That’s the word from the team that is preparing the Act 47 recovery plan for the state’s capital city. Harrisburg was declared financially distressed in December of 2010, much of the City’s problem linked to its interrelationship with a trash incinerator and the massive amount of debt piled up from that facility.
Don’t forget, however, that the former Governor also said that there was no Santa Claus riding in to aid the City, and soon after did exactly that by delivering millions of dollars so the City would not miss a bond payment.
Ironically, one of the tools that usually comes with a financial distress plan-viewed as a magic bullet or perhaps a trump card by many-may be unavailable to Harrisburg. The statute allows an Act 47 municipality to petition the courts for an increase in its earned income tax so that non-residents that work in the municipality would pay a "commuter tax". However, the director of the Governor’s Center for Local Government Services noted "…the big problem with that for Harrisburg is that so many of the city’sneighboring municipalities raised their own wage taxes several years ago to eliminate the archaic occupation assessment tax".
Under state law a non-resident would only be subject for the difference between the earned income tax in his own home municipality and the place where the earned income tax is higher. It is a complication we pointed out in 2003 for Pittsburgh prior to its entrance into Act 47 given the presence of home rule communities that could raise their wage taxes.
According to the newspaper report there is even a suggestion of a countywide local option sales tax, which would presumably make Dauphin County the third such county in Pennsylvania to have a higher sales tax rate than the rest of the state. That would be quite a stretch if County officials had to approve the tax if the revenues were going to flow disproportionately to the City of Harrisburg. It would also require a separate state law since Act 47 only mentions property and wage taxes. In that case Harrisburg’s tax plan would be similar to Pittsburgh’s where separate state laws like Act 222 (which created the payroll tax and allowed the Local Services Tax to increase) and Act 187 (which reformed the wage tax sharing between the City and the Pittsburgh Schools) defined the tax structure.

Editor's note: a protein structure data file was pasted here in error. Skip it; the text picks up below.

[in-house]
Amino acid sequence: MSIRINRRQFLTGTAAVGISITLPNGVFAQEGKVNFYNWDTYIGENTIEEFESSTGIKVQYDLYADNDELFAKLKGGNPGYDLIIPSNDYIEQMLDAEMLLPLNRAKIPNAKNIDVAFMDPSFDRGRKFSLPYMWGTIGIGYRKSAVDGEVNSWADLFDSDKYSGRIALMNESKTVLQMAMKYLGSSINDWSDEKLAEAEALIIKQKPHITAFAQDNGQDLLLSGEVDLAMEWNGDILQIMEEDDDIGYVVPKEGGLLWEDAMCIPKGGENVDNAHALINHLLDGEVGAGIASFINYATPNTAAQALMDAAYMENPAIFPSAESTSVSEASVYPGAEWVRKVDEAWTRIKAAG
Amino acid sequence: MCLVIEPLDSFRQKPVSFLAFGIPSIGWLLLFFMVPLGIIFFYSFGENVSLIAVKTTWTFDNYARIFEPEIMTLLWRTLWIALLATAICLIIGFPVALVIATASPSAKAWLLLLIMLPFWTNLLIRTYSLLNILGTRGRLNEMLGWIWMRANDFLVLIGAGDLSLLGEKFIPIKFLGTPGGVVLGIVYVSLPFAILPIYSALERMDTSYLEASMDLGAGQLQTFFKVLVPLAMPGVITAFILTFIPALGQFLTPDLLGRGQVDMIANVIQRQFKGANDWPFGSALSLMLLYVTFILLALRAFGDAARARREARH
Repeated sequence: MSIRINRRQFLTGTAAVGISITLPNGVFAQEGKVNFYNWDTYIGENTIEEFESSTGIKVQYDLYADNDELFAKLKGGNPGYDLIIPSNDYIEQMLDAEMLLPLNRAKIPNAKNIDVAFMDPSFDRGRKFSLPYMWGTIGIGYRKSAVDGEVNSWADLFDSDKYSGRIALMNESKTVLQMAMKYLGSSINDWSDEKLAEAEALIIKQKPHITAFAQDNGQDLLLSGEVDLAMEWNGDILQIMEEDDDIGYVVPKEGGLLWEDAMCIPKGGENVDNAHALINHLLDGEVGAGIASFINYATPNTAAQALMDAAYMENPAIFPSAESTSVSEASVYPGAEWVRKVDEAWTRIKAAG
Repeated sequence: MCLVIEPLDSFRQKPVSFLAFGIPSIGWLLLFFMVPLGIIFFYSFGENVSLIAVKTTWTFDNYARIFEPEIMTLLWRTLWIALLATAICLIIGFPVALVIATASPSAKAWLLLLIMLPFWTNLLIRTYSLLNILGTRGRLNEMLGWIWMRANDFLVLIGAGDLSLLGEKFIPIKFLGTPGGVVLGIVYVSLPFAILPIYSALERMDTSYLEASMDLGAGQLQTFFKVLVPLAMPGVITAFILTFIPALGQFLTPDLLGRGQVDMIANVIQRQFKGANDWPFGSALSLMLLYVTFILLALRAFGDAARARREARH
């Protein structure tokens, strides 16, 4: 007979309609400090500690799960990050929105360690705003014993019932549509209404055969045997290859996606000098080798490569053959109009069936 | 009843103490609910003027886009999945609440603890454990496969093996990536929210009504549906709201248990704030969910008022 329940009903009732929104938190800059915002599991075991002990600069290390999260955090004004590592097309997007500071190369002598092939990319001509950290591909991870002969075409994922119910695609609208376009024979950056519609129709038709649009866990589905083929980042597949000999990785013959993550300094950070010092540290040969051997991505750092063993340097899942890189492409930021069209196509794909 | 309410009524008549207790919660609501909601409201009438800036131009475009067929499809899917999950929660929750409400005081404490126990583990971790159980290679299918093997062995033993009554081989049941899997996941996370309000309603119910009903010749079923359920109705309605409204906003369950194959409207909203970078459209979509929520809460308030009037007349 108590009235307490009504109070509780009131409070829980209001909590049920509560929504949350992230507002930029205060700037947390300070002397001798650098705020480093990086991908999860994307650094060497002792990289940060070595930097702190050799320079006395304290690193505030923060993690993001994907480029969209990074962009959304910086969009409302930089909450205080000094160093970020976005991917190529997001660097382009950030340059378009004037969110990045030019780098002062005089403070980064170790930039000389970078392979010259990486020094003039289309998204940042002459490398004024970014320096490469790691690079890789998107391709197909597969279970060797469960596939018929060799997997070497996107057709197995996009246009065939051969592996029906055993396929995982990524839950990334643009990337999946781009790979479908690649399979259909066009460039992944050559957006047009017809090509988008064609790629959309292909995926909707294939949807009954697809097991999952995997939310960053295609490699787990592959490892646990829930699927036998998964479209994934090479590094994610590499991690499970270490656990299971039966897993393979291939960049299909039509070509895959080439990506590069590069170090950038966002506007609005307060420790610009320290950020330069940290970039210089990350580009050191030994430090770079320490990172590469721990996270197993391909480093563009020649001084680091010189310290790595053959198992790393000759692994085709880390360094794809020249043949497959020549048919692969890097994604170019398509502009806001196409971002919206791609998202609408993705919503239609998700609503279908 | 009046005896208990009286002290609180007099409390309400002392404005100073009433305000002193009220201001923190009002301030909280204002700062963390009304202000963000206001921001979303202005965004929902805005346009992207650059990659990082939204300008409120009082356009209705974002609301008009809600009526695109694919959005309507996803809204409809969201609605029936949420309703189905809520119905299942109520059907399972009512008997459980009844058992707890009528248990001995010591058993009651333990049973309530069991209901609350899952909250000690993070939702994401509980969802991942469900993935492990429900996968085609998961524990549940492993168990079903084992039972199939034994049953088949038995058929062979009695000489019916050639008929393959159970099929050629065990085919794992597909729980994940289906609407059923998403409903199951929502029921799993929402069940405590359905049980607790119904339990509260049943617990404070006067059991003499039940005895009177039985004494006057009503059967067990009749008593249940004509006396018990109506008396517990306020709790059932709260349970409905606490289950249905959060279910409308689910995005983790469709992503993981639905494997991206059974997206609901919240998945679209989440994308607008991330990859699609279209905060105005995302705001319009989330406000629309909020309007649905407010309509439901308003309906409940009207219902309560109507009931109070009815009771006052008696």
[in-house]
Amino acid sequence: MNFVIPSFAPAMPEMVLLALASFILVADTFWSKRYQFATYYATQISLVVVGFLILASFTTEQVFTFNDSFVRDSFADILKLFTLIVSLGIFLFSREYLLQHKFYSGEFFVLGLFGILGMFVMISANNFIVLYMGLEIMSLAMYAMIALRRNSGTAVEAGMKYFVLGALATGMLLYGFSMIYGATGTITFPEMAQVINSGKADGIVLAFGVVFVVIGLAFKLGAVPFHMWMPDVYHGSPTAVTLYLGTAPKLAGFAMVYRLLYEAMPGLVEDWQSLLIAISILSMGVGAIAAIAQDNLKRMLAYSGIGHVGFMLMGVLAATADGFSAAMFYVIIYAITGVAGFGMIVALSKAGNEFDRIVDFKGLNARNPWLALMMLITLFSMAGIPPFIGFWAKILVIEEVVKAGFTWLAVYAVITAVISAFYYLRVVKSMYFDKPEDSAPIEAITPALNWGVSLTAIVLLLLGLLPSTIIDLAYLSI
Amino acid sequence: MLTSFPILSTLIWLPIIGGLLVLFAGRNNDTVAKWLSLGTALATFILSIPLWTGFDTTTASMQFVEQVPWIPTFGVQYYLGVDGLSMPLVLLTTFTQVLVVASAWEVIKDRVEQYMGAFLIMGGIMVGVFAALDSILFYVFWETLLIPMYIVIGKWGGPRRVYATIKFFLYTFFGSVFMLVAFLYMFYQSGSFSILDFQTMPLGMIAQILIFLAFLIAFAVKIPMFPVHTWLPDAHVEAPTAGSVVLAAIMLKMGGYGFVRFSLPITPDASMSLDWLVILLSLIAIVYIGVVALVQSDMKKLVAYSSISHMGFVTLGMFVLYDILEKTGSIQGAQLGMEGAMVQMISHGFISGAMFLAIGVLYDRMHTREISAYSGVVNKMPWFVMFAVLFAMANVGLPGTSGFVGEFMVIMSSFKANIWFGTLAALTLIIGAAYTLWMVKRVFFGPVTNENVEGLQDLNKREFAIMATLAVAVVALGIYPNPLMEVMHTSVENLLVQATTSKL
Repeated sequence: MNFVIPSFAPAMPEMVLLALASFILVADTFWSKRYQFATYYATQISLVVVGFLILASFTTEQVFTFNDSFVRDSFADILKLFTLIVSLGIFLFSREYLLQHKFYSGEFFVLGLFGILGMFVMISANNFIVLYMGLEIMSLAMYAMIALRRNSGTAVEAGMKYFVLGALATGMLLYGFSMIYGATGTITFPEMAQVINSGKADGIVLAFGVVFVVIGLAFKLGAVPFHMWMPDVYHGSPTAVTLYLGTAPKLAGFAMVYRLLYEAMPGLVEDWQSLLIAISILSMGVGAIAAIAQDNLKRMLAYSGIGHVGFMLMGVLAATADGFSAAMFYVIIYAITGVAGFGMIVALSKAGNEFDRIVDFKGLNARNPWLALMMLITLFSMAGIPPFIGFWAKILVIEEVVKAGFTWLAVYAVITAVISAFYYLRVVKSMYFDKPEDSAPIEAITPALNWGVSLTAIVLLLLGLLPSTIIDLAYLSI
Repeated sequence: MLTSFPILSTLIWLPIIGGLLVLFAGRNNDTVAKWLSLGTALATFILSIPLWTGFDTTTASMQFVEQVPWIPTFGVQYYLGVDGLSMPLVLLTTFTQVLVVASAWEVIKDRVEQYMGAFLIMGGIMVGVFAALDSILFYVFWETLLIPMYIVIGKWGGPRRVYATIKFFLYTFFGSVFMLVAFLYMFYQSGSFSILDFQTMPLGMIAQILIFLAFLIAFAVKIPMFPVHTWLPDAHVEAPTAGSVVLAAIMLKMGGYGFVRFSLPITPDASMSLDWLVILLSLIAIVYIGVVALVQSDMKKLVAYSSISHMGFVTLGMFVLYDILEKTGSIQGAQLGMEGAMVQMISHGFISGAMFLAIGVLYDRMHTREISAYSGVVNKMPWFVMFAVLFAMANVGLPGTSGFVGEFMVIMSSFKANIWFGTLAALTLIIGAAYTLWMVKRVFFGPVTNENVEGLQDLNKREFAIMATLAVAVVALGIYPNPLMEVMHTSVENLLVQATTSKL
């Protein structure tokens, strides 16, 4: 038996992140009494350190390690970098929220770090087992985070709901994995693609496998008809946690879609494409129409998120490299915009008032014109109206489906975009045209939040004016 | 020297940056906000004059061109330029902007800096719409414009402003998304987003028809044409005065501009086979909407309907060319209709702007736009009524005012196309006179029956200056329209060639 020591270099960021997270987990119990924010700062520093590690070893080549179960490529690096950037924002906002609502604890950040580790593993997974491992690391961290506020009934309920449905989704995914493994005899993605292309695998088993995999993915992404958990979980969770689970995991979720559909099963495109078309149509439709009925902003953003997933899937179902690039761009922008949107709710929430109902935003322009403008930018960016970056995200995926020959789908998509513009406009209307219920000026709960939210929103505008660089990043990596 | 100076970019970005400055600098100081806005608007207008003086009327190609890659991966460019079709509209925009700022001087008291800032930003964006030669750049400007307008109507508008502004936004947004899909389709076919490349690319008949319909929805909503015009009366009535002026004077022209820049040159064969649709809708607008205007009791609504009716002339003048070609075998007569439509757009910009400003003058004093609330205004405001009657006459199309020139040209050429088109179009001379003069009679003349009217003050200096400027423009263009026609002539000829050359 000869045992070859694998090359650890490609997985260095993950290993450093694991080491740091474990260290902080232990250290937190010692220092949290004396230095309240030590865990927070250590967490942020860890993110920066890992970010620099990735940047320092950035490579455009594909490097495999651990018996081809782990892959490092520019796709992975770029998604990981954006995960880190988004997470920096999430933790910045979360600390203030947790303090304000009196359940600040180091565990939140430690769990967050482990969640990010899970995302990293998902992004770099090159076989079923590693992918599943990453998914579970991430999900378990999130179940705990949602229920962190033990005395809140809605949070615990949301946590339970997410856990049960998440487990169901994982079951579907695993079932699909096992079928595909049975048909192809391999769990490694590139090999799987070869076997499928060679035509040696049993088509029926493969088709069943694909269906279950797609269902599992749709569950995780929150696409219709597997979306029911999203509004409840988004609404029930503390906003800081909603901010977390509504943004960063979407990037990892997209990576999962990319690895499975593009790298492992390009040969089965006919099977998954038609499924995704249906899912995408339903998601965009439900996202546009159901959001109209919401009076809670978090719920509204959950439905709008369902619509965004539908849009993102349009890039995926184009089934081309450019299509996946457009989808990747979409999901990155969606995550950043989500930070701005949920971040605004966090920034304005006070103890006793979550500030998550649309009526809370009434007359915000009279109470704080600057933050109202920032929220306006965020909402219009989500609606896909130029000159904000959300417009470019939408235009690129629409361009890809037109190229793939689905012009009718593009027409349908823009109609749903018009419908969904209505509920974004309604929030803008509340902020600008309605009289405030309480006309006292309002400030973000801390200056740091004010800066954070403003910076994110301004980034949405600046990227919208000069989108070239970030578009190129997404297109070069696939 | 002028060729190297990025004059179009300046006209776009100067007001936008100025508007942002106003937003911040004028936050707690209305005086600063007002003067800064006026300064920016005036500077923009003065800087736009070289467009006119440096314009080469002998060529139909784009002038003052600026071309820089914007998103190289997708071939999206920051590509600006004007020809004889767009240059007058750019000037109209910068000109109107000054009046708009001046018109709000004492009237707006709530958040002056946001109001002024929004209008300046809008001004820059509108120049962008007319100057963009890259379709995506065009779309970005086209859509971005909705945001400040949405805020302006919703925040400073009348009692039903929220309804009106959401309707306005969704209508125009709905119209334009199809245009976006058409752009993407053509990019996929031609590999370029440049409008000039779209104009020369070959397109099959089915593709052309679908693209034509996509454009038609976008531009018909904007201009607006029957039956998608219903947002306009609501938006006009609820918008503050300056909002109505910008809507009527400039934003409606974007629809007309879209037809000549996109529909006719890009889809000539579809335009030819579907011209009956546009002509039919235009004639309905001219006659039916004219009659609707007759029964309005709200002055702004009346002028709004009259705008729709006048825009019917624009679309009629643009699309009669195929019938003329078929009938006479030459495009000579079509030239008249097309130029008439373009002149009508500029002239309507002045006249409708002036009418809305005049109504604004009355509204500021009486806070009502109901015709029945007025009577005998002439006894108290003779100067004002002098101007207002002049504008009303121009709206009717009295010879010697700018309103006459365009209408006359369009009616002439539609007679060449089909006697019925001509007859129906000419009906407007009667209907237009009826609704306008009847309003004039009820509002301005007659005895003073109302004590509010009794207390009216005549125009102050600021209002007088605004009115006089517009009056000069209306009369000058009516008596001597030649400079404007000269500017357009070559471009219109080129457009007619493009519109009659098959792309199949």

Just last week, the state’s capital city, Harrisburg (population 47k), was declared financially distressed under Act 47. Harrisburg becomes the 20th city since the statute became law in 1987 to be so designated, joining Pittsburgh, Reading, and Scranton among others.
In a February article in the Harrisburg Patriot Times the Governor had this to say about the financial woes facing the state’s capital city, woes that raised the possibility of Act 47 and possibly Chapter 9 bankruptcy: "there’s no easy, pain free way out…there is no Santa Claus riding into the aid of the city".
Perhaps it was the fact that back in February the Governor, like most people, was not in the spending mood due to the post-Christmas spending hangover. Because just this week the state announced it is riding in to rescue Harrisburg with a $4.4 million package that will help the city to avoid missing a payment on its bond debt and hire a consultant to help steer the City to financially calm waters.